Publish date

2016;

PMID

27993979

Abstract

Radial glial cells (RCGs) are self-renewing progenitor cells that give rise to neurons and glia during embryonic development. Throughout neurogenesis, these cells contact the cerebral ventricles and bear a primary cilium. Although the role of the primary cilium in embryonic patterning has been studied, its role in brain ventricular morphogenesis is poorly characterized. Using conditional mutants, we show that the primary cilia of radial glia determine the size of the surface of their ventricular apical domain through regulation of the mTORC1 pathway. In cilium-less mutants, the orientation of the mitotic spindle in radial glia is also significantly perturbed and associated with an increased number of basal progenitors. The enlarged apical domain of RGCs leads to dilatation of the brain ventricles during late embryonic stages (ventriculomegaly), which initiates hydrocephalus during postnatal stages. These phenotypes can all be significantly rescued by treatment with the mTORC1 inhibitor rapamycin. These results suggest that primary cilia regulate ventricle morphogenesis by acting as a brake on the mTORC1 pathway. This opens new avenues for the diagnosis and treatment of hydrocephalus.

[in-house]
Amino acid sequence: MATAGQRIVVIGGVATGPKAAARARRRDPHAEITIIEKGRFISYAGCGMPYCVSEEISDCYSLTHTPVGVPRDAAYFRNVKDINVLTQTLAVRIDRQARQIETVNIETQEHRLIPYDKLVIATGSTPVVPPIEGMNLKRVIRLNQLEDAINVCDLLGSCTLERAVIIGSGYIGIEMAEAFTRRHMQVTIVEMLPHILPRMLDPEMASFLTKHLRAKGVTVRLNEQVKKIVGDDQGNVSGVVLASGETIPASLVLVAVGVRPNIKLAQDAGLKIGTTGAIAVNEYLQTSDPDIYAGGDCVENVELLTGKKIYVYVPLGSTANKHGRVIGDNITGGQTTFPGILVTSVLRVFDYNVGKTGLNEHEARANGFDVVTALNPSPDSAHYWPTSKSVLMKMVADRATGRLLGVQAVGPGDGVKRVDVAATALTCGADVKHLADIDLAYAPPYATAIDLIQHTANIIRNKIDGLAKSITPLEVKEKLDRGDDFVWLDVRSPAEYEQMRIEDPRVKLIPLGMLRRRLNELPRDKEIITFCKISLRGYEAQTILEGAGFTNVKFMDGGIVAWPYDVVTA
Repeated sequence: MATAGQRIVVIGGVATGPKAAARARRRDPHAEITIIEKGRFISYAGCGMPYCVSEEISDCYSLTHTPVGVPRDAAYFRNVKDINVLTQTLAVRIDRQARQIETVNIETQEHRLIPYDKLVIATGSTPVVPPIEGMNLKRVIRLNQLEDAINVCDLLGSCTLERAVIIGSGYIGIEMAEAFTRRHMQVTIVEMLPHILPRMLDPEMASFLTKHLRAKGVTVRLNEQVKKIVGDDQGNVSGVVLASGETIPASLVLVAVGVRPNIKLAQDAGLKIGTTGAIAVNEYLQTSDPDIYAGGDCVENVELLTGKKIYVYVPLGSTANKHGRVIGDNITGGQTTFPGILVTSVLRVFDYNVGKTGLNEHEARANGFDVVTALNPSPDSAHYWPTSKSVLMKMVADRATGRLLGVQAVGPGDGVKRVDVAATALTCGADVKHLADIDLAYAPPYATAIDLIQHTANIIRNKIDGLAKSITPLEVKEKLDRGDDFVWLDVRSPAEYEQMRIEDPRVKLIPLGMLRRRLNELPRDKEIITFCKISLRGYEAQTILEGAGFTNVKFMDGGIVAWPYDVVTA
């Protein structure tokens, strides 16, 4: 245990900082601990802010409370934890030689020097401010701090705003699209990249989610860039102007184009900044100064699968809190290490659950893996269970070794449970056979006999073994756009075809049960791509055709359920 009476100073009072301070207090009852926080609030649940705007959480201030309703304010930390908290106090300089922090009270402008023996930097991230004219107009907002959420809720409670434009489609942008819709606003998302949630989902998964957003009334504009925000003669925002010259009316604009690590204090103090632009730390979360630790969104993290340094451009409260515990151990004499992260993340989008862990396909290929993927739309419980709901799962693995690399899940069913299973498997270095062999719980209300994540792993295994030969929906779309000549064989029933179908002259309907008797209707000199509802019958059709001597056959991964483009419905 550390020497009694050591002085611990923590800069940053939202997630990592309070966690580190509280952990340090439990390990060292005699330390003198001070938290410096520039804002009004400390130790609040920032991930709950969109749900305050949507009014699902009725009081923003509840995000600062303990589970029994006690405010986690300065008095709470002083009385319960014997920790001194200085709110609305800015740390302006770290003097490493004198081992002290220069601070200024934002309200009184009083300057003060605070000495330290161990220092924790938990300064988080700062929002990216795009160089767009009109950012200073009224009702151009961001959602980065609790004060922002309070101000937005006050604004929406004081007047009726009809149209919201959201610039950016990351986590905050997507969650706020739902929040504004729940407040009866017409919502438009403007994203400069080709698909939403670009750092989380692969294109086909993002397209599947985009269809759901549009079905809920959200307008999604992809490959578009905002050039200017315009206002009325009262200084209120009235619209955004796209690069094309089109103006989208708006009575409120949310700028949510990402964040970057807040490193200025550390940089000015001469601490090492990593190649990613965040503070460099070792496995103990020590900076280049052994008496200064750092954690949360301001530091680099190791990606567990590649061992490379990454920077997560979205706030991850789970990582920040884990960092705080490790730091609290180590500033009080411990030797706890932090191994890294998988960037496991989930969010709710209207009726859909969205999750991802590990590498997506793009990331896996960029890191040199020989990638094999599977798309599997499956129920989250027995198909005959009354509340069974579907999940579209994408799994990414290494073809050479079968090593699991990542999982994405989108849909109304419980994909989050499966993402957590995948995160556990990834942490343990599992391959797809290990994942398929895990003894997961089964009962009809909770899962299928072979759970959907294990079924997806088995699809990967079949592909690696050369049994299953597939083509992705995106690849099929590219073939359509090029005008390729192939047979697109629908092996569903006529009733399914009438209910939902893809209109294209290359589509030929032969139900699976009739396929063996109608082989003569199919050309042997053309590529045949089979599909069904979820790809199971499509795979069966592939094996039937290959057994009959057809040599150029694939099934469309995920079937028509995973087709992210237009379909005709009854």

KEYWORDS

Cilia, Ventricular system, mTORC1 pathway, Hydrocephalus

Title

mTORC1 signaling and primary cilia are required for brain ventricle morphogenesis

Author

Philippe Foerster,1 Marie Daclin,1 Shihavuddin Asm,1 Marion Faucourt,1 Alessandra Boletta,2 Auguste Genovesio,1 and Nathalie Spassky1,*

Publish date

2017 Jan 15;

PMID

22346734